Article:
Author(s): Kirov G, Tredget J, John R, Owen MJ, Lazarus JH
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Abstract BACKGROUND: The effects of lithium treatment on the thyroid gland have been demonstrated in a number of studies. Most of this research is based on cross-sectional studies and prospective studies are required to confirm these observations. METHOD: During our genetic association studies, we recruited 115 males and 159 females suffering with affective disorders who had received lithium treatment. We observed longitudinally 57 of these patients, who attended our clinic for between 1 and 7 years and had no thyroid abnormalities at baseline. We performed regular checks of thyroid antibodies, thyroid function tests and lithium levels. RESULTS: Hypo- and hyperthyroidism, including cases that developed prior to lithium treatment, were more common in women (25.8\%) than in men (8.7\%) and increased with age. By the age of 65, the risk in women increased to 50\%. Hypothyroidism was induced by lithium in 17\% women. In the prospective study, 4 out of 33 women developed hypothyroidism (an incidence of 27.4 cases per 1000 years). One woman developed thyrotoxicosis. CONCLUSIONS: The risk for hypothyroidism induced by lithium is especially increased in women over the age of 50. Women should be warned of the risks involved when offered lithium treatment. The frequency of lithium-induced thyrotoxicosis is very low.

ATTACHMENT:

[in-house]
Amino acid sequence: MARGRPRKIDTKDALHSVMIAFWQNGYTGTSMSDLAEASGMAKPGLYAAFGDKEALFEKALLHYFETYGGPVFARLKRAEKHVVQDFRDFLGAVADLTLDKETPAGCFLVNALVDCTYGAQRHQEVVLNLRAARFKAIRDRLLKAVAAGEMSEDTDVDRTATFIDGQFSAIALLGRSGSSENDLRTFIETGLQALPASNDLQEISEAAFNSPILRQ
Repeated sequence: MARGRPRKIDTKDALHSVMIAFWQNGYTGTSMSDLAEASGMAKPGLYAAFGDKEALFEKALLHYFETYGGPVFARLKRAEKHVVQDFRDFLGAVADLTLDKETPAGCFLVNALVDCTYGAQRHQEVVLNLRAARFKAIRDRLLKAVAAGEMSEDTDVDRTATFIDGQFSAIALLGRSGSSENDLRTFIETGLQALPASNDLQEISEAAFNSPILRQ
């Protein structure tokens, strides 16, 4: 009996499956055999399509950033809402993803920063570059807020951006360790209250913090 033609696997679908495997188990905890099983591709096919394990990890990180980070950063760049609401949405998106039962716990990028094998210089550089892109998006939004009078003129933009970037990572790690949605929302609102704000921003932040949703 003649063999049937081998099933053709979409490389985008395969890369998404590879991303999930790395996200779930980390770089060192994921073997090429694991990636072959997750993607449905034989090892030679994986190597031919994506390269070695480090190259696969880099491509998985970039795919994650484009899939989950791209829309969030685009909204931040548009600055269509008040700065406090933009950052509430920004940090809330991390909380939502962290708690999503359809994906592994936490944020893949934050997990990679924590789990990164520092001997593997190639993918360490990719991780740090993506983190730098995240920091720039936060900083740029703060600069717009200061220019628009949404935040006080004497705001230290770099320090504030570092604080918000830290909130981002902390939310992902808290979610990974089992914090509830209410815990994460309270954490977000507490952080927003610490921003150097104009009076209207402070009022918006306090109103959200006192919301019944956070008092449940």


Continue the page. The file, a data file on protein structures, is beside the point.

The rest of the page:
This article was published in J Affect Disord
and referenced in Journal of Thyroid Disorders & Therapy